Role of the LS teacher Support teachers in tracking the progress of individual children within the school by analysing school assessment results, talking to teachers about children and observing children in classrooms and the playground. Support teachers in identifying children who may be ‘at risk’ or are already failing in some aspect of school life. Promote and assist in the development of inclusion within the school and support teachers with differentiation to assist this. Plan and implement clearly defined intervention programmes to promote student success. Support teachers and parents during, what can be, emotionally difficult times in regards to children’s learning and success.
ESOL UWCSEA does not provide ESOL provision in the primary years. Children should have sufficient levels of English before entry. This does not mean that we don’t have children in the primary school whose primary learning challenge is lower levels of English. Give them until at least October to settle in and see how their English picks up. If you are still concerned, please refer the child to the LS team. We will make a decision as to whether short term inclusion in the LS programme is appropriate or whether the child should be referred for English language support outside of school. There is always the possibility of a ‘double whammy’ of ESOL and LS.
Experiencing Learning Difficulties WALKING IN THEIR SHOES……
ROUND ROBIN Word retrieval
Visual perception Is it a……. b d p q
The Psychology of Spelling The spelling choices for sound symbol accuracy can be difficult even for a proficient speller in English. George Bernard Shaw illustrated this very nicely in his spelling of the word ‘fish’ as ‘ghoti’. Anyone familiar with the rules of English spelling will know that this spelling is totally unacceptable, but it was constructed by analogy with the following words:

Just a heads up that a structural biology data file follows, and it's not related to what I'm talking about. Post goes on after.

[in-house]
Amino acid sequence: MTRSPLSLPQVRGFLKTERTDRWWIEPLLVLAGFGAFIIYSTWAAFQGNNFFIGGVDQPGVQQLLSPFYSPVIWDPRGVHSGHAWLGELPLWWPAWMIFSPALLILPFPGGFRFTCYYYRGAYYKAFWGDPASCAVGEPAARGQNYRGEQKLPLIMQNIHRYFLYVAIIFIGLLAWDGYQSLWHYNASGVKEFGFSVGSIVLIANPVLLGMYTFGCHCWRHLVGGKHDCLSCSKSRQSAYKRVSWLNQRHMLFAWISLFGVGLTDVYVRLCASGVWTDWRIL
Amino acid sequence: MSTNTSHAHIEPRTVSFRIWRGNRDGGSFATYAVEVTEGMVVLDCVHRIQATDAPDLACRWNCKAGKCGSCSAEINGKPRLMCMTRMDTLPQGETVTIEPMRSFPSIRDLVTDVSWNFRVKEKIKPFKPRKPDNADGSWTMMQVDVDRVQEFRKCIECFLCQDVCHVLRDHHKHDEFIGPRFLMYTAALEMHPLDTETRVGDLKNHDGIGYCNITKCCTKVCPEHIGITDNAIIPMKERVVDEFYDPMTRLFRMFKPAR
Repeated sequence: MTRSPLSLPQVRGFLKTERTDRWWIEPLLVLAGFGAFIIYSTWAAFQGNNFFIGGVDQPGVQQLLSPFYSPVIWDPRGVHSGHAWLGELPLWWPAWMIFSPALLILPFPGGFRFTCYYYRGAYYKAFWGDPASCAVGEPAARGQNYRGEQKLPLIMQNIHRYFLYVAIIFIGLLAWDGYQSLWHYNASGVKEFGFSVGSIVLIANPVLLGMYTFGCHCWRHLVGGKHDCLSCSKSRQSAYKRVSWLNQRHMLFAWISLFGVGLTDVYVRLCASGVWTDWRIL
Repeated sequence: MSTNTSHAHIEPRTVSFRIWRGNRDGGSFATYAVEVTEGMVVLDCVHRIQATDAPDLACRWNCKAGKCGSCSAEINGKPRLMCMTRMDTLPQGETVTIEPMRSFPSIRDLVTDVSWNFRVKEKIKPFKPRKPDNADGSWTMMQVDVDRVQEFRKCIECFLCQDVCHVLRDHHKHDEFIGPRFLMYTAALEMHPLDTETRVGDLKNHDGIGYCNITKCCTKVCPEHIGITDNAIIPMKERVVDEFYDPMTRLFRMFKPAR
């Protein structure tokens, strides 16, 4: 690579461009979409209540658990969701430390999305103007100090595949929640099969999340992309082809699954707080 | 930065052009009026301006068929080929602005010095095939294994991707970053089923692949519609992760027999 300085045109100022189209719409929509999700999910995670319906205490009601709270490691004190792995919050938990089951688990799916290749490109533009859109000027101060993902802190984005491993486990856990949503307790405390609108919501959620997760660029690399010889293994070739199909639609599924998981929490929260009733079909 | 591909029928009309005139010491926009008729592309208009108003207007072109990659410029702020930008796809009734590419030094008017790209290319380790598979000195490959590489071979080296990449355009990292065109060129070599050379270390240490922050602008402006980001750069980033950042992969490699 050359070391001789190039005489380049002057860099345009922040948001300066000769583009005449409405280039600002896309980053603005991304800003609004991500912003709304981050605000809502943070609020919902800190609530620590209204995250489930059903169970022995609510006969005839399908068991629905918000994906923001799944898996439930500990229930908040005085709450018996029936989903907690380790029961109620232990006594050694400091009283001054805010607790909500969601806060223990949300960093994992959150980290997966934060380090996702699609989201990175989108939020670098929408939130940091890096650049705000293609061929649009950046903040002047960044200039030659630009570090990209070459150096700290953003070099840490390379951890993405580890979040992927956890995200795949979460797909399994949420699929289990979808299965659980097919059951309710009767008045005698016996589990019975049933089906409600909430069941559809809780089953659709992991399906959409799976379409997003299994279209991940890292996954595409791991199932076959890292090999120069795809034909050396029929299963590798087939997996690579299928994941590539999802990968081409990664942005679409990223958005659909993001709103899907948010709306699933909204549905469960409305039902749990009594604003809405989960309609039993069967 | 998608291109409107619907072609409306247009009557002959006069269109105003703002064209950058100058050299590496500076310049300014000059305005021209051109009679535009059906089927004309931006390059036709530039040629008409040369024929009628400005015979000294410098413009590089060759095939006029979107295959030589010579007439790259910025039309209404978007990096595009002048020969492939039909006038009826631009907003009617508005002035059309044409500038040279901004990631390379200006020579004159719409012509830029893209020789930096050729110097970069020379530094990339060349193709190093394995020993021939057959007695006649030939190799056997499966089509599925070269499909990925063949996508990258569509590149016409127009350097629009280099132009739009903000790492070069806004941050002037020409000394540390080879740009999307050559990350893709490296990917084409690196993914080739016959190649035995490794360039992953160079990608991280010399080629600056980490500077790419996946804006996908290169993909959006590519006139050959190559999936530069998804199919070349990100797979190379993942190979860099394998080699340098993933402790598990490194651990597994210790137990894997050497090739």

fish-ghoti ‘gh’ sounding /f/ as in cough ‘o’ sounding /i/ as in women ‘ti’ sounding /sh/ as in station fish-ghoti
PHONOLOGY-not a perfect ‘science’ The problem is that sounds can be spelt in many different ways. For example the sound /f/: ‘f’ as in fish ‘ph’ as in phone ‘ff’ as in puff ‘gh’ as in cough
MOTOR PLANNING When your brain and body do not communicate clearly It’s a bit like being drunk without the beer goggles!
KEY THINGS TO REMEMBER LS is here to help. We have expertise – please make use of it. We absolutely value class teacher opinions and observations, but we equally value our own. It’s a team effort. Our aim is to minimise long term difficulties and intervention and therefore we are pro EARLY intervention. It is much better to provide additional support and later find it wasn’t necessary than to fail to support a child and create a bigger problem. Our aim is to get children OFF the register.
Learning Support Wikispace Learning support wiki